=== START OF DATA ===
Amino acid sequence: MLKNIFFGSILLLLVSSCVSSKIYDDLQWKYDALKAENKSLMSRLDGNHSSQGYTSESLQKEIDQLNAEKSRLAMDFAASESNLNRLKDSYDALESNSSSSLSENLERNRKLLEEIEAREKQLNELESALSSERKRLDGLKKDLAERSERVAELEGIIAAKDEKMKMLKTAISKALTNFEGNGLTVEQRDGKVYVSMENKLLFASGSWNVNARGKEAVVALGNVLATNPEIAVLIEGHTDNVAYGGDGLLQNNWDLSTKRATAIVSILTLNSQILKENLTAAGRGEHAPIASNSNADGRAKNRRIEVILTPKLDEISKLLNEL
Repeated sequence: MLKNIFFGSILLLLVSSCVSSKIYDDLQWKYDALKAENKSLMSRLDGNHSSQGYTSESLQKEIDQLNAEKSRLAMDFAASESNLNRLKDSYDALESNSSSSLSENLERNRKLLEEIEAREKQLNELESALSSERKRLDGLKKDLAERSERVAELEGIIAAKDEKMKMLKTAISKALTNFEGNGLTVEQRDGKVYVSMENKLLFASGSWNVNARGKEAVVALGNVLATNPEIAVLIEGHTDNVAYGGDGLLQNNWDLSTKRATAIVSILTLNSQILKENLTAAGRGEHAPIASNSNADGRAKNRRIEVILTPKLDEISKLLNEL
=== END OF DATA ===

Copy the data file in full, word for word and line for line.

Amino acid sequence: MLKNIFFGSILLLLVSSCVSSKIYDDLQWKYDALKAENKSLMSRLDGNHSSQGYTSESLQKEIDQLNAEKSRLAMDFAASESNLNRLKDSYDALESNSSSSLSENLERNRKLLEEIEAREKQLNELESALSSERKRLDGLKKDLAERSERVAELEGIIAAKDEKMKMLKTAISKALTNFEGNGLTVEQRDGKVYVSMENKLLFASGSWNVNARGKEAVVALGNVLATNPEIAVLIEGHTDNVAYGGDGLLQNNWDLSTKRATAIVSILTLNSQILKENLTAAGRGEHAPIASNSNADGRAKNRRIEVILTPKLDEISKLLNEL
Repeated sequence: MLKNIFFGSILLLLVSSCVSSKIYDDLQWKYDALKAENKSLMSRLDGNHSSQGYTSESLQKEIDQLNAEKSRLAMDFAASESNLNRLKDSYDALESNSSSSLSENLERNRKLLEEIEAREKQLNELESALSSERKRLDGLKKDLAERSERVAELEGIIAAKDEKMKMLKTAISKALTNFEGNGLTVEQRDGKVYVSMENKLLFASGSWNVNARGKEAVVALGNVLATNPEIAVLIEGHTDNVAYGGDGLLQNNWDLSTKRATAIVSILTLNSQILKENLTAAGRGEHAPIASNSNADGRAKNRRIEVILTPKLDEISKLLNEL